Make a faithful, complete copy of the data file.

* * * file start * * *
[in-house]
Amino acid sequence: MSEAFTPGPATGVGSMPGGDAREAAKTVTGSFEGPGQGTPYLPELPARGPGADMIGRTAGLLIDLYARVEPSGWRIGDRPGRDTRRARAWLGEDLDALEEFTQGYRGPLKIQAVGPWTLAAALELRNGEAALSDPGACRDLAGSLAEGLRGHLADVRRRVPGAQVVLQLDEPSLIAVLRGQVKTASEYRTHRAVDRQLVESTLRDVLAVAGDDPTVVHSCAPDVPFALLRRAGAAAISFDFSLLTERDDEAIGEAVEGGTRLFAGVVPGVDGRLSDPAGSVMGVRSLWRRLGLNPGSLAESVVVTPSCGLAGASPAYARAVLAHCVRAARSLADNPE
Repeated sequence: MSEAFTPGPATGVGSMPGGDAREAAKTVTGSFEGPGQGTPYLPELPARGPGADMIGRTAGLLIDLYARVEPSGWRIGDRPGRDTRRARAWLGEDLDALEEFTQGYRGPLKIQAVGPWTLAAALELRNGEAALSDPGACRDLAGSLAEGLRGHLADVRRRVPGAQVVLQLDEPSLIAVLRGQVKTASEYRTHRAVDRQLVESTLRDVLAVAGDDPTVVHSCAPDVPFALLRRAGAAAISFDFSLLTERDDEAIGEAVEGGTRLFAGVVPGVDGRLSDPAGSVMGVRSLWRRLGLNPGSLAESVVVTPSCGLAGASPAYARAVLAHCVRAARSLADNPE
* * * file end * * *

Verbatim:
[in-house]
Amino acid sequence: MSEAFTPGPATGVGSMPGGDAREAAKTVTGSFEGPGQGTPYLPELPARGPGADMIGRTAGLLIDLYARVEPSGWRIGDRPGRDTRRARAWLGEDLDALEEFTQGYRGPLKIQAVGPWTLAAALELRNGEAALSDPGACRDLAGSLAEGLRGHLADVRRRVPGAQVVLQLDEPSLIAVLRGQVKTASEYRTHRAVDRQLVESTLRDVLAVAGDDPTVVHSCAPDVPFALLRRAGAAAISFDFSLLTERDDEAIGEAVEGGTRLFAGVVPGVDGRLSDPAGSVMGVRSLWRRLGLNPGSLAESVVVTPSCGLAGASPAYARAVLAHCVRAARSLADNPE
Repeated sequence: MSEAFTPGPATGVGSMPGGDAREAAKTVTGSFEGPGQGTPYLPELPARGPGADMIGRTAGLLIDLYARVEPSGWRIGDRPGRDTRRARAWLGEDLDALEEFTQGYRGPLKIQAVGPWTLAAALELRNGEAALSDPGACRDLAGSLAEGLRGHLADVRRRVPGAQVVLQLDEPSLIAVLRGQVKTASEYRTHRAVDRQLVESTLRDVLAVAGDDPTVVHSCAPDVPFALLRRAGAAAISFDFSLLTERDDEAIGEAVEGGTRLFAGVVPGVDGRLSDPAGSVMGVRSLWRRLGLNPGSLAESVVVTPSCGLAGASPAYARAVLAHCVRAARSLADNPE